Friday, February 28, 2014


I have been wearing an insulin pump of some sort (the Cozmo, the Ping, and now the t:slim) since sometime in 2005, which means I've been pumping for nearly 9 years. Let's say, on average, I'm eating three meals a day plus a couple of snacks. Every time I eat, I need to take insulin.

That means that I've programmed roughly 16,425 food boluses in my life.

My breakfast routine has also stayed consistent for months: make an egg sandwich and wrap it in foil, grab all my stuff, get into my car, bolus for food, eat said food while driving to work. Every morning. Just like that.

Given all this, someone please explain how I managed to forget to bolus for breakfast today until I arrived at work and saw that my blood sugar was accelerating at the same pace as my frustration.


The next most significant organ when it comes to diabetes, next to the pancreas?

The brain.

Thursday, February 27, 2014

Review: Balancing Diabetes.

Oh wow, I thought. She was diagnosed the same year I was, at the same age - what are the odds?

I very clearly remember the first time I clicked over to Kerri's blog in 2009. It was this post that hooked me, and the realization that I wasn't the only one who was making mistakes and chiding themselves for not planning ahead, for sometimes dosing blindly and hoping for the best, for just wanting to live their life without the constant worry of "Did I bring...?" or "What if....?" looming overhead. She was talking about the real life side of diabetes; a side I had been keeping to myself. I hadn't realized until I stumbled across her that I longed to find someone to whom I could relate - how I felt, what I feared, what I celebrated, all of it. (And here she was!) Her words and admissions and analysis of this real life began to help heal some wounds I hadn't even realized were there. She was the gateway drug that led me to find the diabetes online community I love so much and depend upon.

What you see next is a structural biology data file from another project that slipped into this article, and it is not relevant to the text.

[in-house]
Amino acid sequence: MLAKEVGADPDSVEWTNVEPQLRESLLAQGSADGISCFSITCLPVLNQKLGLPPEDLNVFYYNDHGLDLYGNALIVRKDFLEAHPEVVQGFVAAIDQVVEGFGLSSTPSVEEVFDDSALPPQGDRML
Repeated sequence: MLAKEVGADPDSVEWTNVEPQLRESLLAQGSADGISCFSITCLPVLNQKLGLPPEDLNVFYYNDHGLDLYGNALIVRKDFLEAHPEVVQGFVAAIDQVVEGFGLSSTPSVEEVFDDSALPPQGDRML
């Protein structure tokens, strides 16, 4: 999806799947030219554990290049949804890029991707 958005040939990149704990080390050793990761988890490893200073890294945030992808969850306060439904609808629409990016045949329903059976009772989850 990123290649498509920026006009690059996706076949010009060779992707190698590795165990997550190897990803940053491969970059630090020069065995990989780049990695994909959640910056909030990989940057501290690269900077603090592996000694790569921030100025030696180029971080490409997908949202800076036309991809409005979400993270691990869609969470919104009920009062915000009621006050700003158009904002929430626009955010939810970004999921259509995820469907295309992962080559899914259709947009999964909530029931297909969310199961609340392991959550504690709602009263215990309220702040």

So, you'll have to forgive me: I'm a wee bit biased when it comes to Kerri Sparling. 

Is this an objective review? It is not. She's my friend, and I'm a fan of what she does and who she is. I could say 10,000 good things about her and I'm sure I still would miss something.

What I do want to tell you is this: if you're already a fan of the wit, wisdom and wordsmithing magic that Kerri is known for, Balancing Diabetes will not disappoint you one bit. If you're looking for a variety of viewpoints on a variety of topics surrounding that real life with diabetes I mentioned - you will find all of that here. And if you or someone you love has diabetes but you've never heard of Kerri Sparling before, you need to fix that. Right now. I'll wait.

One of the things I admire about Kerri, and I've watched her do it time and again in a number of different situations, is that when the (well-deserved) spotlight shines to her, she grabs it and turns it to those around her. She walks the talk when it comes to altruism and the importance of a variety of voices being heard.

In Balancing Diabetes: Conversations About Finding Happiness and Living Well, she recounts many of her own experiences and thoughts as they relate to a life with diabetes: early memories of her diagnosis; the cruel wrath of a grade school bully; dating and relationship; her pregnancy and delivery of her daughter, and then motherhood; fitting diabetes devices into daily life; travel; the list goes on. She didn't stop there, though. She includes the thoughts of around 40 other people affected by diabetes (disclosure: I am one of them) to round out each chapter, and I loved the conversational tone it created. 

It takes a lot of courage to be as vulnerable as Kerri has been in this book, and that vulnerability is exactly what allows us, as readers, to connect with her so deeply. I hope you'll order a copy or twelve - it's a wonderful read.

You'll find Kerri's book, Balancing Diabetes: Conversations About Finding Happiness and Living Well, on Amazon, as well as the Barnes and Noble website. It also has a Facebook page you can like. I'm sure she wouldn't say so herself, and will possibly be embarrassed that I'm just flat-out asking for your help here, but I imagine it would be helpful if you'd leave a review on Amazon or maybe on the Barnes and Noble site, too, after you've read the book. Nudge nudge.

More on that disclosure: I was provided (free) with both a digital and physical copy of the book, and I am a contributor. I was not paid to write a review (or to contribute to the book, for that matter), but I consider it some karmic payback for all of the ways in which Kerri has helped me over the years, whether she realized it or not. 

Friday, February 21, 2014

What I'm Reading.

The DOC (and beyooooond!) has shared some really thoughtful and entertaining writing that I've enjoyed
this week, and I wanted to point you to a few places: